In his first formal address to Congress five days ago, Biden said, “The great universities in this country have conducted studies over the last 10 years. It shows that adding two years of universal, high-quality preschool for every 3-year-old and 4-year-old, no matter what background they come from, puts them in the position of being able to compete all the way through 12 years and increases exponentially their prospect of graduating and going on beyond graduation.”

Investments in early childhood programs not only improve outcomes for the children who participate but for Georgia and the nation as a whole, says Au.

By Dr. Michelle Au

Perhaps the most surprising thing about President Biden’s call for universal pre-K in his American Families Plan is that anyone is surprised at all. Universal pre-K — that is to say, broad access to quality preschool education — is the norm in most wealthy nations.


Op-Ed: Fight the gun violence epidemic like we fight cancer — one small step at a time

Women at a March 27 candlelight vigil in Monterey Park pay their respects to the eight victims of the spa shootings in Georgia.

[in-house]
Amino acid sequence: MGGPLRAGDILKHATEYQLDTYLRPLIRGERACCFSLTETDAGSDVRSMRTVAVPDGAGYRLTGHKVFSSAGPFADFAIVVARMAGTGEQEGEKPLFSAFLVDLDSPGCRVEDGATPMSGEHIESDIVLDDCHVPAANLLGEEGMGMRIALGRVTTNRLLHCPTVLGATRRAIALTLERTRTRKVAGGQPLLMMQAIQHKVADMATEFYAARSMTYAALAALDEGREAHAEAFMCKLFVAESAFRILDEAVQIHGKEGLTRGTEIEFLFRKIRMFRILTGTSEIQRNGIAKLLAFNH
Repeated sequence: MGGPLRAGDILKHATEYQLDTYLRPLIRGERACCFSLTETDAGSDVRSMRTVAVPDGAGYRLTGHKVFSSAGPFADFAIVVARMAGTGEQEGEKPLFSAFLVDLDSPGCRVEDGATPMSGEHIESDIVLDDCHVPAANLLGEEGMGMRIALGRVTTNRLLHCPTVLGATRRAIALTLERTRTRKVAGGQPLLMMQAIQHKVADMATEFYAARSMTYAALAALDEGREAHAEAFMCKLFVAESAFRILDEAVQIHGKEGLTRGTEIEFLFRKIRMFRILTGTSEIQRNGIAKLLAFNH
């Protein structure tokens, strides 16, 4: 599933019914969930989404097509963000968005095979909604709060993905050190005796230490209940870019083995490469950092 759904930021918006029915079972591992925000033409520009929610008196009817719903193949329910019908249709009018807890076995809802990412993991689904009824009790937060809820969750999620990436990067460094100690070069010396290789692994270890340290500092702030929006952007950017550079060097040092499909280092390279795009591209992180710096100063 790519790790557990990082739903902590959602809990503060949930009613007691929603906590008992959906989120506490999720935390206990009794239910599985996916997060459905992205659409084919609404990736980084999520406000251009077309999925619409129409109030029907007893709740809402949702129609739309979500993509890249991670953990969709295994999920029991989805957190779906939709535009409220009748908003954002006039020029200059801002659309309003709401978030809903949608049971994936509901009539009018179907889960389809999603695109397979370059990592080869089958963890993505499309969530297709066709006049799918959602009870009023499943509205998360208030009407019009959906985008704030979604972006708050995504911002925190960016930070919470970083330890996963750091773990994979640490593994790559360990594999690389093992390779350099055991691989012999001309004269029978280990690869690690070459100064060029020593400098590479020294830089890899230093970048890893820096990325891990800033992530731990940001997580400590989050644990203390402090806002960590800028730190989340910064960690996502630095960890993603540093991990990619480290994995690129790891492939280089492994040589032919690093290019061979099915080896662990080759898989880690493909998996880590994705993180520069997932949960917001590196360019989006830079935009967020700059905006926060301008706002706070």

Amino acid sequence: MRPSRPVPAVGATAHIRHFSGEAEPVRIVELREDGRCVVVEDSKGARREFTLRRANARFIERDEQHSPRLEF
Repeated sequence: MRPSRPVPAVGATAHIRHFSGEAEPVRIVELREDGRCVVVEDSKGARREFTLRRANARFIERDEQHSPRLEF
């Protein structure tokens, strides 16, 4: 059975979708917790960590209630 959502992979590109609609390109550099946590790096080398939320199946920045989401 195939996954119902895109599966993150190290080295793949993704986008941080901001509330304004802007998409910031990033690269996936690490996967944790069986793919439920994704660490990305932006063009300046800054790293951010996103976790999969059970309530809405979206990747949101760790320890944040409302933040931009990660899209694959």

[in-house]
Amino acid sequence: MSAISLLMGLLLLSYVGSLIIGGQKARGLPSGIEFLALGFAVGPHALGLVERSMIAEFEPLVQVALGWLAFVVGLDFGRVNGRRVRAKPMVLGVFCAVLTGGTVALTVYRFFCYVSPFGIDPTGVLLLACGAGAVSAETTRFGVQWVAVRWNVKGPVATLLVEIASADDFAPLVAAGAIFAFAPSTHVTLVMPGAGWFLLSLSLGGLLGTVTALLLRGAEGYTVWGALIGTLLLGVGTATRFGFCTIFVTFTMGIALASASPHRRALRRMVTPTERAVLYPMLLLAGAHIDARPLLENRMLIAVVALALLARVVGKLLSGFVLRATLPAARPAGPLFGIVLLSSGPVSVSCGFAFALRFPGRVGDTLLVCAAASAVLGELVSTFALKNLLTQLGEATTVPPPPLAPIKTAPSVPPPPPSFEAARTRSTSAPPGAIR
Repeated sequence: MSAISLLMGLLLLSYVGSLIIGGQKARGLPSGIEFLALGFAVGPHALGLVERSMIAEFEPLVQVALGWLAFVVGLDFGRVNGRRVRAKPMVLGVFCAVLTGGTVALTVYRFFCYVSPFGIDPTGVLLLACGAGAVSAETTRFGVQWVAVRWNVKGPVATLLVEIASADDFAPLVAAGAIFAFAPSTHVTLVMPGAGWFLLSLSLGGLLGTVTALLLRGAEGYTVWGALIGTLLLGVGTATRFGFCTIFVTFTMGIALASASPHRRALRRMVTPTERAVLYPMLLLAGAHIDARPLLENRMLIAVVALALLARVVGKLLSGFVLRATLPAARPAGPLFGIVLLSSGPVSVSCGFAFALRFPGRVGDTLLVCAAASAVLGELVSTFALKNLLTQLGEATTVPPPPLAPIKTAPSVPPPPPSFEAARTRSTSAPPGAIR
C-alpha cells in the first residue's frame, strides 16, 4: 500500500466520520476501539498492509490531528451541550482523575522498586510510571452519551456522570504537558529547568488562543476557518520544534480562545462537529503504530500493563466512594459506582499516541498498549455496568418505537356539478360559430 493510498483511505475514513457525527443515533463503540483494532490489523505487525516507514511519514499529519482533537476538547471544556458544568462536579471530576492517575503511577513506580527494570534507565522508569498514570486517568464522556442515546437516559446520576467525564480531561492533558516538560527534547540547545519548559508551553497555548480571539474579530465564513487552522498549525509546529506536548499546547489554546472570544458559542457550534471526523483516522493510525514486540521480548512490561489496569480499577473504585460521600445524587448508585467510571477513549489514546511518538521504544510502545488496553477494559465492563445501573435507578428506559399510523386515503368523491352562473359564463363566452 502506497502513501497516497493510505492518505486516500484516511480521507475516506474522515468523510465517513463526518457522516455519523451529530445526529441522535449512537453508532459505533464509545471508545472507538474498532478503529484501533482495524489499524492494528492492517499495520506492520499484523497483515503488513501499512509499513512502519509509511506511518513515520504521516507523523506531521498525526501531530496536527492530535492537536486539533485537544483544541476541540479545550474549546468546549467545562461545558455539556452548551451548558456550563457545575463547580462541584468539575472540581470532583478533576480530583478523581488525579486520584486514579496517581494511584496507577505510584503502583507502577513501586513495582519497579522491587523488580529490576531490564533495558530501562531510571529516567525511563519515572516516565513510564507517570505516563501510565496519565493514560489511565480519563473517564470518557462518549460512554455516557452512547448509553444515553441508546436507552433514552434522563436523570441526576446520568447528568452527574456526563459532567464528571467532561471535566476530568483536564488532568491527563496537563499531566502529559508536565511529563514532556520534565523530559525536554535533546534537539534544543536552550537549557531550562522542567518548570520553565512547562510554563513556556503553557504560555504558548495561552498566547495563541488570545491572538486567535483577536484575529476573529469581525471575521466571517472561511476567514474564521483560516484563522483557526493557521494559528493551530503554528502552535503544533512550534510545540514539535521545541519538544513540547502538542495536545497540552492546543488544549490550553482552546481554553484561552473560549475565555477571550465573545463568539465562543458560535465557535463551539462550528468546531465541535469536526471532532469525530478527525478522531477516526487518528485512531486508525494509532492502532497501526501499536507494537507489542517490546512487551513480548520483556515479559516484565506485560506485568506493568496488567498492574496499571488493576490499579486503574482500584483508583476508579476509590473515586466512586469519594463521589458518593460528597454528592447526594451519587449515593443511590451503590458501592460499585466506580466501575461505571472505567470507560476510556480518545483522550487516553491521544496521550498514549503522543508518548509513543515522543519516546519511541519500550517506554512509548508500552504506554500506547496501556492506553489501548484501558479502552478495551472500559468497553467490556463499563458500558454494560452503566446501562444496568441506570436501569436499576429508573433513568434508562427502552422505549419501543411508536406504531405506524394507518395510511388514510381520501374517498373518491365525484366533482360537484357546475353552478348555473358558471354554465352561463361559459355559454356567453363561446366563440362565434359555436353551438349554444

(Damian Dovarganes / Associated Press)
By Michelle Au
APRIL 14, 2021 11:14 AM PT
Georgia, like much of the country, is in the midst of a cresting “fourth wave” of the COVID-19 pandemic, and finds itself among the states seeing the highest jump in hospitalizations over the last two weeks.

With only four in ten Georgians fully vaccinated against the virus, and a new school year upon us as the delta variant continues its relentless blitz through our population, there has never been more urgency to protect our communities from further illness, injury, and death by taking bold moves to help more of our population get vaccinated.

Yet in a press conference last month, Gov. Brian Kemp, while acknowledging the importance of statewide vaccination, seemed to have all but given up on any further efforts to reach the eligible Georgians who remain unprotected.

Opinion: Georgia Republicans were quiet about their attack on voting rights, but, oh, did they laugh

People wait in line for early voting at the Bell Auditorium in Augusta, Ga., on Oct. 12.
(Michael Holahan/The Augusta Chronicle via AP)

By Michelle Au
March 27, 2021 at 11:06 a.m. EDT

Michelle Au, a Democrat, is a Georgia state senator.

What struck me the most was the noise coming from all the wrong places.

Thursday afternoon, I sat in the chamber of the Georgia State Senate and watched as my colleagues, one after another, went up to the well to speak out against Senate Bill 202, a true Frankenstein’s monster of voter-suppression measures. It was clearly designed to ensure that a record Democratic turnout like the one in November — and in the state’s U.S. Senate runoffs in January — never happens again.